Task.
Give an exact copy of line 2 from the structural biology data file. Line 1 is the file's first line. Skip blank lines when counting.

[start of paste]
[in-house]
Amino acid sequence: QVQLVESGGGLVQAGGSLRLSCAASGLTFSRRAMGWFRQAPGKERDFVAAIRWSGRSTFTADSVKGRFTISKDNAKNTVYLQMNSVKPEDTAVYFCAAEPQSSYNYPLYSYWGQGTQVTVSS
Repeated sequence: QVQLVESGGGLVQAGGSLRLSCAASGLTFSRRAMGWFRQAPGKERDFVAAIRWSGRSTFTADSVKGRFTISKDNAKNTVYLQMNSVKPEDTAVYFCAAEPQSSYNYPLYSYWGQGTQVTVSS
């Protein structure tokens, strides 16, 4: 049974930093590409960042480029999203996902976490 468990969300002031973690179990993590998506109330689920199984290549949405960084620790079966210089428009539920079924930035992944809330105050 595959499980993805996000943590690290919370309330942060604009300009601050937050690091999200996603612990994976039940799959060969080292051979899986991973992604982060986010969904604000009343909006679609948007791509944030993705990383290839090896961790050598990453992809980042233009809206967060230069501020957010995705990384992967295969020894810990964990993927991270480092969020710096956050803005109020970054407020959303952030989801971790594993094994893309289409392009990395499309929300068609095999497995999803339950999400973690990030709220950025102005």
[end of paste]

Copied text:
Amino acid sequence: QVQLVESGGGLVQAGGSLRLSCAASGLTFSRRAMGWFRQAPGKERDFVAAIRWSGRSTFTADSVKGRFTISKDNAKNTVYLQMNSVKPEDTAVYFCAAEPQSSYNYPLYSYWGQGTQVTVSS